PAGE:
Back in the USSR
The Kansas City Star published a piece this weekend that examined the impact on caterers of the proposed convention deal. Specifically, they examined the plan to give the Hyatt exclusive catering rights to the convention center that would cost existing local caterers millions in lost business.
According to some, ending competition for convention catering business would increase quality:
An exclusive food provider, according to O’Neal, would help the convention center ensure quality control because “with one vendor, the building can control quality better, and that’s what people remember about a building.”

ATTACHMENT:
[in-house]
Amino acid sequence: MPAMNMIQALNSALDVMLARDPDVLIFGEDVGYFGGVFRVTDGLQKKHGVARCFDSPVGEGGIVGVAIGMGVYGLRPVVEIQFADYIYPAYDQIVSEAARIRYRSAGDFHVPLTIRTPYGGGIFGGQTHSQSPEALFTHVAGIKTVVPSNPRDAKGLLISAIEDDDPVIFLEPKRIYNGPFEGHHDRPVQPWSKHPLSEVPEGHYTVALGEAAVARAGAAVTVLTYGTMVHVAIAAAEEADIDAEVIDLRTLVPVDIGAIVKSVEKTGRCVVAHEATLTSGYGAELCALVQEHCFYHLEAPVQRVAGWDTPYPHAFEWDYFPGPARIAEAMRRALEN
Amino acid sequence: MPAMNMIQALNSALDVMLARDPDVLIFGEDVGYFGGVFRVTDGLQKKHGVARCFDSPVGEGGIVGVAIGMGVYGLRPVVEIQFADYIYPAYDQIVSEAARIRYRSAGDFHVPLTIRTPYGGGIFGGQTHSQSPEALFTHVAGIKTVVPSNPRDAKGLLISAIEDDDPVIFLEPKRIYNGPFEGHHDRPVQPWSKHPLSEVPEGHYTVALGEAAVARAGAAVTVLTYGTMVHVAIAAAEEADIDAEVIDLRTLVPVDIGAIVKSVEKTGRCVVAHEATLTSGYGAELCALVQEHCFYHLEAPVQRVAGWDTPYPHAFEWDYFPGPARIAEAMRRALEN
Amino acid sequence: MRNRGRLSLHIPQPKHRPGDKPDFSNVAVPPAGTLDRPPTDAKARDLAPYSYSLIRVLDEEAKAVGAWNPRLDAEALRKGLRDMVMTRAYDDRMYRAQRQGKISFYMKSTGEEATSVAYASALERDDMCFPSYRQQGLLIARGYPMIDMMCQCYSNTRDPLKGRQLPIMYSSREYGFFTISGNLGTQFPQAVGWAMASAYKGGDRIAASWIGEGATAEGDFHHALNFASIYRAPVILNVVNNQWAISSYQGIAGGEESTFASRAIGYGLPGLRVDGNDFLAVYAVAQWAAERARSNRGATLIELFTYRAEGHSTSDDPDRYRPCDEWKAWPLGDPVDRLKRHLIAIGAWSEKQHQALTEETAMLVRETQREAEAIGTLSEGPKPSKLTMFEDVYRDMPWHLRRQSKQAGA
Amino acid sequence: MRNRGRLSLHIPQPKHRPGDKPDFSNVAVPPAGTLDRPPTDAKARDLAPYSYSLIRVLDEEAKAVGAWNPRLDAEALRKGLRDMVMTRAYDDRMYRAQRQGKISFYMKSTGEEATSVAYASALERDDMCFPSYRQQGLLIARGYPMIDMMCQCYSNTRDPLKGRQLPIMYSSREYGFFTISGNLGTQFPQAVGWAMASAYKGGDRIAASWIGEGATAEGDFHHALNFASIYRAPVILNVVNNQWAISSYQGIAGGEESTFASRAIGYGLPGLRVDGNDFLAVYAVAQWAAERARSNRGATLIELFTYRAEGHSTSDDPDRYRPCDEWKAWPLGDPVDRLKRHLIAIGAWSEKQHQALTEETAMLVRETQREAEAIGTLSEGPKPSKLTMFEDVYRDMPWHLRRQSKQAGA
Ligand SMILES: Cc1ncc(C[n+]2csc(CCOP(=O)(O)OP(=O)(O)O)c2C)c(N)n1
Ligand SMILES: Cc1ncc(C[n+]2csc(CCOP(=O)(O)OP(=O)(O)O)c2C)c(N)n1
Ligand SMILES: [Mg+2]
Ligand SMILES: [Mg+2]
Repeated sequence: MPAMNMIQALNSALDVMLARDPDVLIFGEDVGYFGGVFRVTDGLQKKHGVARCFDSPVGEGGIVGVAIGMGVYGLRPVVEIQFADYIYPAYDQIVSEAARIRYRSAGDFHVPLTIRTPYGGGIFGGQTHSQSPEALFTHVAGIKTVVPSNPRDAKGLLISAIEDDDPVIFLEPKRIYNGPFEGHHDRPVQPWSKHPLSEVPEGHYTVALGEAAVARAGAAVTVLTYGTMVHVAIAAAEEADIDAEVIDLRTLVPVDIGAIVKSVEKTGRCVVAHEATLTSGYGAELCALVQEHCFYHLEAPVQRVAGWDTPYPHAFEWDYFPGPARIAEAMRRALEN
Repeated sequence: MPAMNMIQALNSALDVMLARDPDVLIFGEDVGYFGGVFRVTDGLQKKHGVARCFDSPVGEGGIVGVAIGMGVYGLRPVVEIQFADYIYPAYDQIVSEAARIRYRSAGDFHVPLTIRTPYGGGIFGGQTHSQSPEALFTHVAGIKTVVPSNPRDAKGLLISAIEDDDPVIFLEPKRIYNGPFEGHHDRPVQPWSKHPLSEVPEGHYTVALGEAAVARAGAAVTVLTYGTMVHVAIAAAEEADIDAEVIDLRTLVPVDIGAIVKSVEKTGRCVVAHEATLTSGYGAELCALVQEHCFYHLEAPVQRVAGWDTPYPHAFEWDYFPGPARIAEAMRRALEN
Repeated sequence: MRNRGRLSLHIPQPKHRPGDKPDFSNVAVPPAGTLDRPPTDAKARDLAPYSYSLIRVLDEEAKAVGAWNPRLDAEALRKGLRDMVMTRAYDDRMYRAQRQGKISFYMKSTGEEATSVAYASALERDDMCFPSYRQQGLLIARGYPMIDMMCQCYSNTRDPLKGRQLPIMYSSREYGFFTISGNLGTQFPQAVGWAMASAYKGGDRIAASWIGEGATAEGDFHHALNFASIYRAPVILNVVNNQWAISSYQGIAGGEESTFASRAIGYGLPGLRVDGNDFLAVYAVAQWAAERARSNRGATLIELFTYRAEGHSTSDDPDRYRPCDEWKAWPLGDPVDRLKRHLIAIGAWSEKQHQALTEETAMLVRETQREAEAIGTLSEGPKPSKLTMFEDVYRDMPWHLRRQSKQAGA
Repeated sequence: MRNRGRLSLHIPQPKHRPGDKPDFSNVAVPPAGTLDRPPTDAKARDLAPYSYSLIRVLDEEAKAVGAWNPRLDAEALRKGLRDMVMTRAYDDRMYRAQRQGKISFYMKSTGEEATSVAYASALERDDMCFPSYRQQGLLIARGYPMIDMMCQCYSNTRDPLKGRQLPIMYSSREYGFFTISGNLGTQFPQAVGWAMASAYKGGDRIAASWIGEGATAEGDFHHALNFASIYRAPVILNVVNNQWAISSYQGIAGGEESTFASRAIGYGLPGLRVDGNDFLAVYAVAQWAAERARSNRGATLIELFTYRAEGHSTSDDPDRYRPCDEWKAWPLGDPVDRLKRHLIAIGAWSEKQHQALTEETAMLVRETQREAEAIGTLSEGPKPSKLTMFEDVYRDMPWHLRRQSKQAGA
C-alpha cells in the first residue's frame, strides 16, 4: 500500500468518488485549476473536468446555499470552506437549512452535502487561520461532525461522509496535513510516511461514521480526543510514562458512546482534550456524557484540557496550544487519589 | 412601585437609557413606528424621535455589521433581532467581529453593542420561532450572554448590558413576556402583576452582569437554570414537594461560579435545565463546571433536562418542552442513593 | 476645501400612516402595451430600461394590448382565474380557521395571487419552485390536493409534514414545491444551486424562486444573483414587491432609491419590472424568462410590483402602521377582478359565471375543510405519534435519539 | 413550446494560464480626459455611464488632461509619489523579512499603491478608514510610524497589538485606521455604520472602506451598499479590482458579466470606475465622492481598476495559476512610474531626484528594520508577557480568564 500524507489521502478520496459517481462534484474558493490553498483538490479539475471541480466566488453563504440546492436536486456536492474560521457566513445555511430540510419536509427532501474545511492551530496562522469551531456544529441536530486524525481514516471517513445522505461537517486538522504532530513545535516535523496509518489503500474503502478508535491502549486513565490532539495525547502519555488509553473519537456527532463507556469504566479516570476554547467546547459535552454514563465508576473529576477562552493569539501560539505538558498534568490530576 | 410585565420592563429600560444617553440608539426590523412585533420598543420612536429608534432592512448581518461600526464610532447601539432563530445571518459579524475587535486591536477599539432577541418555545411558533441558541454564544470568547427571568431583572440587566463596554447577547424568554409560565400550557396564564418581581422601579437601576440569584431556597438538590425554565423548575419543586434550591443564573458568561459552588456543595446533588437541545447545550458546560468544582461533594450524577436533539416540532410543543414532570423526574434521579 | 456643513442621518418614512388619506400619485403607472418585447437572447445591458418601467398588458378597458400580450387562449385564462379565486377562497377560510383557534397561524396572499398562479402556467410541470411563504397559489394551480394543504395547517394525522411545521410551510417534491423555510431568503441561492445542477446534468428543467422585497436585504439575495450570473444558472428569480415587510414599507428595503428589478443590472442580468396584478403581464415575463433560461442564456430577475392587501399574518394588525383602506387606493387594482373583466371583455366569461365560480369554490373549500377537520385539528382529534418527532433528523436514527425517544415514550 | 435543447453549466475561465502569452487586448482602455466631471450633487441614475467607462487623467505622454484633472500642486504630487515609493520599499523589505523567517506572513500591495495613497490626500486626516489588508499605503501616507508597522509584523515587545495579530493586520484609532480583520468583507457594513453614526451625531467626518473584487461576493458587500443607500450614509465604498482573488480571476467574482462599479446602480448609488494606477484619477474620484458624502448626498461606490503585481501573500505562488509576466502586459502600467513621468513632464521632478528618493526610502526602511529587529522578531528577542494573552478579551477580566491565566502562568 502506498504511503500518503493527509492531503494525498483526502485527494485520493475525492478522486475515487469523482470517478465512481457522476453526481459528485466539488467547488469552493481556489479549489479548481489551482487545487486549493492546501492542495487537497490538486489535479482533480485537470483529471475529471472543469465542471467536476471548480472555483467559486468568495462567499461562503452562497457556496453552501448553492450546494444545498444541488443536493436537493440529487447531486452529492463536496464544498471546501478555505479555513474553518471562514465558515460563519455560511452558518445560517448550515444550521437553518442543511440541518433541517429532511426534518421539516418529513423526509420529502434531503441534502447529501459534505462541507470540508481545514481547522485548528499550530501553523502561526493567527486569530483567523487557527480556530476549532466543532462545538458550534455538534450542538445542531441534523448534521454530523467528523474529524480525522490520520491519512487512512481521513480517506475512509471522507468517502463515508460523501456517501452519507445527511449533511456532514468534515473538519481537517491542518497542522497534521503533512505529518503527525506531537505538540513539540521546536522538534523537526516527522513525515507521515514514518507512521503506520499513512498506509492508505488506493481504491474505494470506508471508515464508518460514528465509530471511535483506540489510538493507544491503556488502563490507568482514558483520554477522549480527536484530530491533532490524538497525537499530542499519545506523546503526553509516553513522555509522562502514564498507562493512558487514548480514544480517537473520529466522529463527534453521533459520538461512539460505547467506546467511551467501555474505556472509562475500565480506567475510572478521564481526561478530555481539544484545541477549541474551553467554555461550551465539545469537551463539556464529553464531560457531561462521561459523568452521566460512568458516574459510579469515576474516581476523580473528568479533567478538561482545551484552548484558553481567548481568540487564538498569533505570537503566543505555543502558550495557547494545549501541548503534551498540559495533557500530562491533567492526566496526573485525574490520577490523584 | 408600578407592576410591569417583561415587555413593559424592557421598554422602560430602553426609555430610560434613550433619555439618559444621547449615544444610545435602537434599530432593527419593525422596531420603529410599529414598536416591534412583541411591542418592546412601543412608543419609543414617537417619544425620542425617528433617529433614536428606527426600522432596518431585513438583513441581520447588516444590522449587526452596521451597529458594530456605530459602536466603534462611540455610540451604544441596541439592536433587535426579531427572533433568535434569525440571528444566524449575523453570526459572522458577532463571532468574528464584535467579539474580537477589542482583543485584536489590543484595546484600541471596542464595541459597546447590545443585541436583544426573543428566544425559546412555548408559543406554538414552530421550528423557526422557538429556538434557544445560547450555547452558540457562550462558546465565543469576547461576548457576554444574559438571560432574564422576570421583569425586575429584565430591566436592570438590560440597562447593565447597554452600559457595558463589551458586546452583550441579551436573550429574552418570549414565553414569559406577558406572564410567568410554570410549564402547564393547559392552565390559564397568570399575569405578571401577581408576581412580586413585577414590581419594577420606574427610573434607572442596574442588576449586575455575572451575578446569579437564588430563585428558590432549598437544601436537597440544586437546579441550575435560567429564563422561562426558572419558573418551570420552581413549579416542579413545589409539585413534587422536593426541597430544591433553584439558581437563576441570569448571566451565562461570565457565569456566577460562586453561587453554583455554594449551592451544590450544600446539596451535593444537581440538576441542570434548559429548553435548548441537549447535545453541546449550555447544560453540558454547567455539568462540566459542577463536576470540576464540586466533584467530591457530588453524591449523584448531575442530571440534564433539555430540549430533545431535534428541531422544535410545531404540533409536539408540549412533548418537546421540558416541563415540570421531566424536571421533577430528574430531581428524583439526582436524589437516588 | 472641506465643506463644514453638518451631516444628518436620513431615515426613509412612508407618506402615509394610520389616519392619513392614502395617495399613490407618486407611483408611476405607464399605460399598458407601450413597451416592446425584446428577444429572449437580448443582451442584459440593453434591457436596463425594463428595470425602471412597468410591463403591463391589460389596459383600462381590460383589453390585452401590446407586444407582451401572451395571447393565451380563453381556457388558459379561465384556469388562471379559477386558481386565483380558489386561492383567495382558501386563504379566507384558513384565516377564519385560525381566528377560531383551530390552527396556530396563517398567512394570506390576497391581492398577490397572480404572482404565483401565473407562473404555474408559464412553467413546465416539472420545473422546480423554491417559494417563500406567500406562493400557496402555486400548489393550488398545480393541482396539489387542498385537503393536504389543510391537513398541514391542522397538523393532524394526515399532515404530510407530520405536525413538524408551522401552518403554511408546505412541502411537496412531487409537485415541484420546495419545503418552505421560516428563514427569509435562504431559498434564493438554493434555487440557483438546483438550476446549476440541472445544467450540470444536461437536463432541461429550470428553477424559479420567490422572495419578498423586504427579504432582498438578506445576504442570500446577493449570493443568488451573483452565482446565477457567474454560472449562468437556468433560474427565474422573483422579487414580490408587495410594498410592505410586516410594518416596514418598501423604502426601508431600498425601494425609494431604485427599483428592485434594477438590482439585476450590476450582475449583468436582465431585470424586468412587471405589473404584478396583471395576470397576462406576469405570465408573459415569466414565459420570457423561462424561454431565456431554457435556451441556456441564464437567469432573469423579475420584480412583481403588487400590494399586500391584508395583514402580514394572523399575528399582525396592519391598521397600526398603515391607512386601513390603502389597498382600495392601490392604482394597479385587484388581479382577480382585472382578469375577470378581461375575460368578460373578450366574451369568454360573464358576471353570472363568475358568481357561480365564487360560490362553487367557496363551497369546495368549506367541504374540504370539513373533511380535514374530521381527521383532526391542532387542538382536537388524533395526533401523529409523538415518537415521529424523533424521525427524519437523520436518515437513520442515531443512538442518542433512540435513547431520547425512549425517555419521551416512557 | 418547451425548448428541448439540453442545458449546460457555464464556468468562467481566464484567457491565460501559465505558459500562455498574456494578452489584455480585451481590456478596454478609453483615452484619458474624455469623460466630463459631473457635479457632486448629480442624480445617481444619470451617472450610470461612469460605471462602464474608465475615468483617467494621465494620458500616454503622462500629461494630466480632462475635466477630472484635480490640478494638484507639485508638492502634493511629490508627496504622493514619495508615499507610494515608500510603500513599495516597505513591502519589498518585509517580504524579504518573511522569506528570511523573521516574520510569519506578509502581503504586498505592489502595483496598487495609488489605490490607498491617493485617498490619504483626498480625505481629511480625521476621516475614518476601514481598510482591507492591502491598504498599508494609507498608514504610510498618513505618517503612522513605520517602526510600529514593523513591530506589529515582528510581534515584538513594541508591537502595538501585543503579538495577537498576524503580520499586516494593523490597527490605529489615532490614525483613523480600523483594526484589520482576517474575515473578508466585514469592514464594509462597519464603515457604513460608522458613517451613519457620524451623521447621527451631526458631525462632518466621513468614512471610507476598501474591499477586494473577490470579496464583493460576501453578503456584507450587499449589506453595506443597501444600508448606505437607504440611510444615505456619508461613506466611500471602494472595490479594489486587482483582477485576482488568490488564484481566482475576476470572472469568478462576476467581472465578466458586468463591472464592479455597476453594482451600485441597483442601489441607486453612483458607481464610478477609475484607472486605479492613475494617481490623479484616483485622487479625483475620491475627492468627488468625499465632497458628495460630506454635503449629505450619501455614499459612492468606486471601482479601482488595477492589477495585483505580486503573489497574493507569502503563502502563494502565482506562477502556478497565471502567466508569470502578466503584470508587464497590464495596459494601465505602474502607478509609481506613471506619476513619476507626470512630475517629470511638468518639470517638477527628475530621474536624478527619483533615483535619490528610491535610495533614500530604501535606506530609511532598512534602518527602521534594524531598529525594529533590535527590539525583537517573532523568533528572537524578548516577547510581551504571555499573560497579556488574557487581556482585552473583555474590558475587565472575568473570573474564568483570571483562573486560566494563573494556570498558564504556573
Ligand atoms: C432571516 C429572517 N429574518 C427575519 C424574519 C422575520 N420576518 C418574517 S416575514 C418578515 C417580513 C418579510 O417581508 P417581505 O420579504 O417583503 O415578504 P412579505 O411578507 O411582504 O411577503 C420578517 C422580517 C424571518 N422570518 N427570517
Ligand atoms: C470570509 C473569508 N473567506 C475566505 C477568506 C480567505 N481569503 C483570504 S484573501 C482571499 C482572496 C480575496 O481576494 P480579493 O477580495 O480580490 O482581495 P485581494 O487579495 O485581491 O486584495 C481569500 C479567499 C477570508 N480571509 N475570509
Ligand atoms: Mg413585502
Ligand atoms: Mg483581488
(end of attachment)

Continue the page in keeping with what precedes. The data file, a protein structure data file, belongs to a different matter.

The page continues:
City Manager Troy Schulte agrees. Even if the city weren’t negotiating with Hyatt, Schulte said, he was thinking about moving toward a single caterer. He said the city has received some complaints about catering, which he declined to specify. Schulte said a single provider would make quality control better.
You read that right. Some Kansas City leaders apparently think that reducing choice increases quality. (By the way, Aramark has an exclusive catering agreement at Kauffman Stadium, and they haven’t been doing so well regarding quality.)
This flawed thinking isn’t limited to the catering contract, according to the Memorandum of Understanding. Neither the initial award of catering nor the award of the construction contract for the hotel are to be competitively bid. The city apparently just plans to give those contracts to Hyatt and J.E. Dunn respectively without making sure their bids are the best or the cheapest.
Is it any wonder that city finances are such a mess when even the most basic economic principles of choice and competition are disregarded?